Farmers in England could receive an extra £1,000 per year for using environmentally-conscious practices under the government's Sustainable Farming Incentive (SFI).
In an announcement at the Oxford Farming Conference today, Farming Minister Mark Spencer announced more funding for farmers and landowners through Countryside Stewardship (CS) and the SFI scheme, with the aim of providing more support and increase their uptake.
The changes mean farmers could receive up to a further £1,000 per year for taking nature-friendly action through the SFI. This new management payment will be made for the first 50 hectares of farm (£20/ha) in an SFI agreement, to cover the administrative costs of participation and to attract smaller businesses - many of whom are tenant farmers - who are currently under-represented in the scheme. SFI already pays farmers to improve soil and moorlands. Mark Spencer confirmed that an expanded set of standards for 2023 will be published shortly.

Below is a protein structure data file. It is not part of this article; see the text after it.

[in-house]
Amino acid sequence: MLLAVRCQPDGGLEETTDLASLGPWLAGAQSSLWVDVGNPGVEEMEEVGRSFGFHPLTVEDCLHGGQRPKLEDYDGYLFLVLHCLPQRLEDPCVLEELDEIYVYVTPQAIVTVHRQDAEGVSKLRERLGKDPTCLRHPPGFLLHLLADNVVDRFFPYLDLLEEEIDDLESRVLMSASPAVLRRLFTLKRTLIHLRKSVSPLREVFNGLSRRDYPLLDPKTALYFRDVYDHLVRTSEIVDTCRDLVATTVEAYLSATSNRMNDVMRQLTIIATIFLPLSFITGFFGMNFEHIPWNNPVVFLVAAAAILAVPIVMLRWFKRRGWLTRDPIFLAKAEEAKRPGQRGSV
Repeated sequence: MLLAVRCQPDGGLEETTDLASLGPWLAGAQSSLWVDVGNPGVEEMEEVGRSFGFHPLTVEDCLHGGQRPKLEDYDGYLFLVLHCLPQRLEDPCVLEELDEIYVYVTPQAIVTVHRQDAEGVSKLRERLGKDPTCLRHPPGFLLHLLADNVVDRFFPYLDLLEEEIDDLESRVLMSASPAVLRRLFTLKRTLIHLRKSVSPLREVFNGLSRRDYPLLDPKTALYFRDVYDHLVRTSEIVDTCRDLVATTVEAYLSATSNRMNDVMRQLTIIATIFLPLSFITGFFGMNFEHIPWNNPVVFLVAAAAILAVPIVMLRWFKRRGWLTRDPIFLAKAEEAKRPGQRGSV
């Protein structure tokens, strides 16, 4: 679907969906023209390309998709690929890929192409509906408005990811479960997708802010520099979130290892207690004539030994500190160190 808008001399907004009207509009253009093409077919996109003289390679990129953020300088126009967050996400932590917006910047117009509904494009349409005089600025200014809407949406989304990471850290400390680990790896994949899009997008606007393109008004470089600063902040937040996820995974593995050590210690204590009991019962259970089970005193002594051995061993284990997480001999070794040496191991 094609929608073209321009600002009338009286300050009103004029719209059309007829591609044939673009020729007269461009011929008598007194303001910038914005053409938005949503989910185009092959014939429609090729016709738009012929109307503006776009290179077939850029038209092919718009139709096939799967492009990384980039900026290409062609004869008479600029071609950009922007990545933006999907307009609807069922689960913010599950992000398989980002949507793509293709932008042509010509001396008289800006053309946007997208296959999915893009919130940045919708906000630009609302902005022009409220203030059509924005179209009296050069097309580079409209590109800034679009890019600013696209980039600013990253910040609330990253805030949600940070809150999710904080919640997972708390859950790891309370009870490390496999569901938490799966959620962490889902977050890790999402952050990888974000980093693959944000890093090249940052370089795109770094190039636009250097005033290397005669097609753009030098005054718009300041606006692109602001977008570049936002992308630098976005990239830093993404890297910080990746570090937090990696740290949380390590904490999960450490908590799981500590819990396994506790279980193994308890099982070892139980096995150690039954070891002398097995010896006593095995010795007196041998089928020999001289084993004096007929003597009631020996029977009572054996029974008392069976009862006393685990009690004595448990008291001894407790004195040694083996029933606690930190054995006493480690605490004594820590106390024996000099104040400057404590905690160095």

The CS scheme will see an average increase of 10% to revenue payment rates, which covers ongoing activity such as habitat management. Capital payment rates are also being increased by an average of 48%. These payments cover one-off projects, such as hedgerow creation.
Capital and annual maintenance payments for the England Woodland Creation Offer (EWCO) and Tree Health Pilot (THP) will also be updated this year.
Mark Spencer confirmed that an expanded range of action under the schemes, which farmers could be paid for, would also be published soon.
CLA President Mark Tufnell says: “Today’s announcement shows government is listening and adapting to the concerns of farmers. It reduces uncertainty, supports proper valuations and creates stronger incentives for a wider range of farms to enter into the schemes. All this is to be welcomed, but everything is moving just too slowly. We have had many promises of improvements in the future, but what we desperately need are details of payment rates and standards for 2023, particularly for SFI 2023.
We believe the government’s policy on Environmental Land Management schemes to be potentially world-leading, but we need a world-leading government operation to underpin it. Defra is doing good work, they just need to do it more quickly.